Education and Science
We are continuing to invest in research infrastructure and facilities in Third Level Institutions. The programme for Research in Third Level Institutions (PRTLI) provides funding for concentrated infrastructure and funding provided in 2010 will allow the completion of projects under Cycle 4 of PRTLI.
The Government’s smart economy strategy commits to a fifth cycle of PRTLI funding to provide concentrated infrastructure for delivering on SSTI objectives. It is intended that investments under cycle 5 of PRTLI will proceed as part of the Government’s commitment to focussed delivery of its STI strategy. The assessment process for PRTLI cycle 5 awards is currently continuing and is due to conclude in early 2010. In line with normal lead in times for the commencement of approved projects of this nature, the major elements of expenditure commitments under cycle 5 are anticipated to materialise from 2011 onwards.
Agriculture, Food and Marine
During 2010 the investment in Agriculture, Food and Marine research will enable support existing projects under the 3 competitive research programmes (FIRM,
Stimulus & COFORD), allow for an additional call under the COFORD forestry
Programme, allow Teagasc to maintain its dedicated long-term research programme at its current level, enhance the Teagasc laboratories, honour ongoing marine research commitments and initiate research programmes on climate change and SmartBay.
In the health sector our priority will be to implement the Action Plan for Health research to translate research outputs into tangible health, social and economic gains. Clinician, patient, researcher and enterprise objectives will be aligned through support for enhanced clinical, population health and health services research. The health research governance structure will be streamlined.
Almost €26m has been provided in the DCENR Vote for SSTI Funding in 2010. The provision includes funding for the National Digital Research Centre, ocean energy, geoscience initiatives and the national seabed survey.
In the area of the environment, the level of our research commitment, including climate change research, will be sustained. The Environmental Protection Agency’s environmental research programme will make a significant contribution to the development of Ireland’s Smart Economy.
Single Funding Stream
We are establishing a single funding stream for the Strategy for Science, Technology and Innovation to maximise the efficiency and focus of our investment and ensure that Ireland’s effort is strategically targeted on those areas where we can achieve greatest impact, including through close alignment with industry needs and a strong commercialisation effort. This responds to feedback from several stakeholders, including members of the Enterprise Feedback Group and Innovation Taskforce.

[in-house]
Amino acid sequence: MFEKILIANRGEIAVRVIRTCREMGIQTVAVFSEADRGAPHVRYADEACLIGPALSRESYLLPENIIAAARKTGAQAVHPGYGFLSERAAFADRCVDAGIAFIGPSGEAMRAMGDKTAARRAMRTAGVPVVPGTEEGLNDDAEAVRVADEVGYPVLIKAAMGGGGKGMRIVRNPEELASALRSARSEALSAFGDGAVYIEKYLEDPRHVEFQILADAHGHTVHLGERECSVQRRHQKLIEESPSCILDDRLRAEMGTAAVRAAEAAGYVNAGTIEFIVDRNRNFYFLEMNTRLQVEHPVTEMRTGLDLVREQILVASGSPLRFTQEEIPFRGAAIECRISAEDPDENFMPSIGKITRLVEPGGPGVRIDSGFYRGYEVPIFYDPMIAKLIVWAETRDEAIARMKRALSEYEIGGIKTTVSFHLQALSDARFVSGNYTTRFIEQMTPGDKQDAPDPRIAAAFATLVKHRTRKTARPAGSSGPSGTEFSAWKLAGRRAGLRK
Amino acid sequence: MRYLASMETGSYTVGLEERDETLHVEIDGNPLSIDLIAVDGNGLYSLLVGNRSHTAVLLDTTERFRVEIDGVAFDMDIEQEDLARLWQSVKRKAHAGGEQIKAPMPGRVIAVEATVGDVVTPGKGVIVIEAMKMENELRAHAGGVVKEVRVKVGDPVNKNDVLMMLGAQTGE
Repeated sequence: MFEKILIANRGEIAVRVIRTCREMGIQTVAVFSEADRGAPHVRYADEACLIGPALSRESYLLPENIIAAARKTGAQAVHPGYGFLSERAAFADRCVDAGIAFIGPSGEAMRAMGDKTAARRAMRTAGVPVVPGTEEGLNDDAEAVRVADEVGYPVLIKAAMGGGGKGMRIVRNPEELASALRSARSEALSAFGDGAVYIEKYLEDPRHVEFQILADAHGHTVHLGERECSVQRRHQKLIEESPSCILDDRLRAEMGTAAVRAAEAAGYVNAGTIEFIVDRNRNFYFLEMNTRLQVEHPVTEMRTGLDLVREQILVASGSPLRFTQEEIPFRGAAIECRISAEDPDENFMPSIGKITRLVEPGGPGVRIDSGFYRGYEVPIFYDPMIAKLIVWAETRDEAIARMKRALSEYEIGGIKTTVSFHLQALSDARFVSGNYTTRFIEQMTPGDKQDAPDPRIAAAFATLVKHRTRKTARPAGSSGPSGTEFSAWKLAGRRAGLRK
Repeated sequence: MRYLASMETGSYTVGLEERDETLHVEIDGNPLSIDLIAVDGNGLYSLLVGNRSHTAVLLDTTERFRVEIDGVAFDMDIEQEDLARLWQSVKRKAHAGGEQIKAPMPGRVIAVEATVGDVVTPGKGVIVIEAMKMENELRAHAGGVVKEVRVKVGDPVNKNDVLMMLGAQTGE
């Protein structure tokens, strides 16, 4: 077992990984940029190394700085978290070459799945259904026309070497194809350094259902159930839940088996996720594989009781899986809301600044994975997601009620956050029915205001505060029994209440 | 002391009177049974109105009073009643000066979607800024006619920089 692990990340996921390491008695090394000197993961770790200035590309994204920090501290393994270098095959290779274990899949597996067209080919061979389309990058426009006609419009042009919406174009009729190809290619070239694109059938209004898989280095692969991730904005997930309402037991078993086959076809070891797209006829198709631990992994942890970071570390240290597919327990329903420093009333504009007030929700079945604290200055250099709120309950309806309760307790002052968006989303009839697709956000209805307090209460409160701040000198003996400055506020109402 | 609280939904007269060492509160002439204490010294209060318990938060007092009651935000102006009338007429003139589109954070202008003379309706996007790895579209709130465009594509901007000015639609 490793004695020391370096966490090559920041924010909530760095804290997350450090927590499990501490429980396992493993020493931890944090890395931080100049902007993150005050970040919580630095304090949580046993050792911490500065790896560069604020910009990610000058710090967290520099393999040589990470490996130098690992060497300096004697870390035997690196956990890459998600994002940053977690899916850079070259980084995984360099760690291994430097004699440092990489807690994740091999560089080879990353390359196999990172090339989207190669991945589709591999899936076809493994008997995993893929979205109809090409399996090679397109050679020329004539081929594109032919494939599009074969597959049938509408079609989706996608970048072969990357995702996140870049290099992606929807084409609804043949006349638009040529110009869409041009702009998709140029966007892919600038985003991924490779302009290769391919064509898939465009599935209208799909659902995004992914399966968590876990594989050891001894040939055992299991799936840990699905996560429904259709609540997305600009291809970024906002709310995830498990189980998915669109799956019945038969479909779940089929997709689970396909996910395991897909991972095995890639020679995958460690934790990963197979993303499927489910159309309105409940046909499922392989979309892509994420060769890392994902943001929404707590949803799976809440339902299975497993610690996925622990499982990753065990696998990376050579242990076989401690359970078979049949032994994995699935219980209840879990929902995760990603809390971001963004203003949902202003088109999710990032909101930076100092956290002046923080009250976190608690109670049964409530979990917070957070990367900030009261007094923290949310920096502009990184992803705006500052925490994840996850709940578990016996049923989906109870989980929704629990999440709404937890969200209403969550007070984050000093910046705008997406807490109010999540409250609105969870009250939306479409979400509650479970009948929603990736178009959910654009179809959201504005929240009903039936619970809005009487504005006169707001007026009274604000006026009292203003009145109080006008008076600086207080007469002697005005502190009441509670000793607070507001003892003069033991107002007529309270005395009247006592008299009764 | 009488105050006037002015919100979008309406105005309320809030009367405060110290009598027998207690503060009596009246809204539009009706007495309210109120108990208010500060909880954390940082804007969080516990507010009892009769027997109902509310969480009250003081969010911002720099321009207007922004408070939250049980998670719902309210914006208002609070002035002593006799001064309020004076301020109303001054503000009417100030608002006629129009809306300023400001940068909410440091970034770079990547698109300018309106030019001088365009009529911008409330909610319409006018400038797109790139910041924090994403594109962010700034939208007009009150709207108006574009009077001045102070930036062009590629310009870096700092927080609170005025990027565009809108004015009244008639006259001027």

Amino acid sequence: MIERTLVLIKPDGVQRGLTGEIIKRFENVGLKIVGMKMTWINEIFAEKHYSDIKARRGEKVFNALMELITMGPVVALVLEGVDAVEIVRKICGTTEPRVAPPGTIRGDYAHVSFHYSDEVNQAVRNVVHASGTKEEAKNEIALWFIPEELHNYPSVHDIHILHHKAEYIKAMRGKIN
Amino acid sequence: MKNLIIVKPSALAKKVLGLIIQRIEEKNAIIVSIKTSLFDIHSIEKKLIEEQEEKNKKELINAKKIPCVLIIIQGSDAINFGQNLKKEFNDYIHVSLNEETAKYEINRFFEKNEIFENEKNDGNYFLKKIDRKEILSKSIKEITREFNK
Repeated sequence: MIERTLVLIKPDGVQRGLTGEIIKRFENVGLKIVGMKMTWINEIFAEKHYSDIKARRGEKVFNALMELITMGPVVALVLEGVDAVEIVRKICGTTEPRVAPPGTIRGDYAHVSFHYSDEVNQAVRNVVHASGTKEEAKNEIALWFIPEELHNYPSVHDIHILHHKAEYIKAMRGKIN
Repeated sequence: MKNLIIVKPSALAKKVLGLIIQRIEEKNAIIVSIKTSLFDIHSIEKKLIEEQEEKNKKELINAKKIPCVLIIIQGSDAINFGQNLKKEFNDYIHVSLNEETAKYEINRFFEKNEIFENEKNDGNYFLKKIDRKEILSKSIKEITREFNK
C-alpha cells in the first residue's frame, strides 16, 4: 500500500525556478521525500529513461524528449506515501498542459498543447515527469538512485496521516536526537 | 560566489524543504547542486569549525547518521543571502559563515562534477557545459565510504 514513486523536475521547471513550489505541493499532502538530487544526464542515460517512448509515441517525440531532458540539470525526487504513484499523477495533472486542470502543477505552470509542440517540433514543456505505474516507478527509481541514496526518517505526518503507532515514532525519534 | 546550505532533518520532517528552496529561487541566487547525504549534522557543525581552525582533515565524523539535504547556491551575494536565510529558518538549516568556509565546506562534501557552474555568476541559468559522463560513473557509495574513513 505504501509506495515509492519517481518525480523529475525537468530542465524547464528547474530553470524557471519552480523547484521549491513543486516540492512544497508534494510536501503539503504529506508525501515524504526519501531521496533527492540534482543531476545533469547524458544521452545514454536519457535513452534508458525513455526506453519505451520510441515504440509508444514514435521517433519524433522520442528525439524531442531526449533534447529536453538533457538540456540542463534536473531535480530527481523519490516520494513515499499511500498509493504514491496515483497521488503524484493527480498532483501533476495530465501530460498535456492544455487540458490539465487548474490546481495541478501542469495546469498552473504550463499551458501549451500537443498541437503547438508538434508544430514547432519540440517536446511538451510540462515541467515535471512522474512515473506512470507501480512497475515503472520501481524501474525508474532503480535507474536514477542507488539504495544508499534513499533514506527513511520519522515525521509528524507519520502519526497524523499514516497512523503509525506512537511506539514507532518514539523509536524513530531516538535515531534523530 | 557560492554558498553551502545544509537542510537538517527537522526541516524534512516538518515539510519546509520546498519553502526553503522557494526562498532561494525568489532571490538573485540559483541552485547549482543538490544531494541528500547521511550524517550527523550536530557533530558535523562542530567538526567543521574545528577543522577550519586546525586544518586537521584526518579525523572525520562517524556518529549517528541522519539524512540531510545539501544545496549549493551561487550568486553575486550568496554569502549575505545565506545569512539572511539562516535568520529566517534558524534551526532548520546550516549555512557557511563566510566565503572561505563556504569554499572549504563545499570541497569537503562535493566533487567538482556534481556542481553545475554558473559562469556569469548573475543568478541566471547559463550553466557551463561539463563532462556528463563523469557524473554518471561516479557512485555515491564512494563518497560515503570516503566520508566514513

The details of this approach will be confirmed in due course, but as a first step it will involve combining the funds currently administered by Science Foundation Ireland, research funds administered by the HEA through the PRTLI, IRCSET and IRCHSS, the research funding of the HRB and, as appropriate, funds related to research calls of sectoral Departments.
Key Statistics on STI in Ireland
• Total Research and Development spending has almost trebled over 10 years.
• Total R&D investment across all sectors of the economy climbed to an estimated €2.6 billion in 2008, which is equivalent to 1.66% of GNP.
• The proportionate investment in R&D maintains a very desirable two-thirds private investment to one-third public investment.
• Business Expenditure on R&D (BERD) rose to €1.56 billion in 2006 – a 17% increase on the previous year – almost double the level recorded in 2000. It is estimated that BERD reached €1.68 billion in 2008.
• The ratio of BERD to economic activity as measured by Gross National Product increased from 0.96% in 2005 to 1% in 2007 and in 2008 rose to an estimated 1.08% of GNP.
• Higher Education R&D investment has almost quadrupled in current terms over 10 years and is now at the EU and OECD average levels. This increased investment in the higher education sector is having a significant impact in terms of human capital development, feeding through to attraction of Foreign Direct Investment and commercialisation.
• Ireland ranks 8th on the impact of research publications within a group of 20 comparator countries, including; Denmark (1), Netherlands (3), US (4), UK (6), Finland (8), Australia (10), Singapore (13) and China (17).
• Growth in researcher capacity, coupled with the enhanced R&D tax credit, continues to be a major attraction for overseas investors, and is resulting in a series of significant industrial R&D investments in Ireland by IDA supported companies. R&D projects represented 43% of all IDA projects approved for 2008 and IDA paid just over €47 million in R&D grants in 2008. IDA expects that R&D projects and investments in 2009 will be comparable with 2008.
• The number of firms performing significant R&D (>€2mn), rose from 118 in 2005 to 164 in 2007. There also appears to be evidence of firms who were smaller performers of R&D in 2005 stepping up activity to become larger performers in 2007.
• From 2000-2007 EI supported 430 High Potential Start Ups yielding sales of €638m, exports of €344m and employment of 5,500. HPSUs supported in 2008 will yield a further 1,000 jobs.
• By the end of 2008, EI’s Campus Incubation Programme had supported 240 companies located in Business Incubation Centres employing over 1,000 people.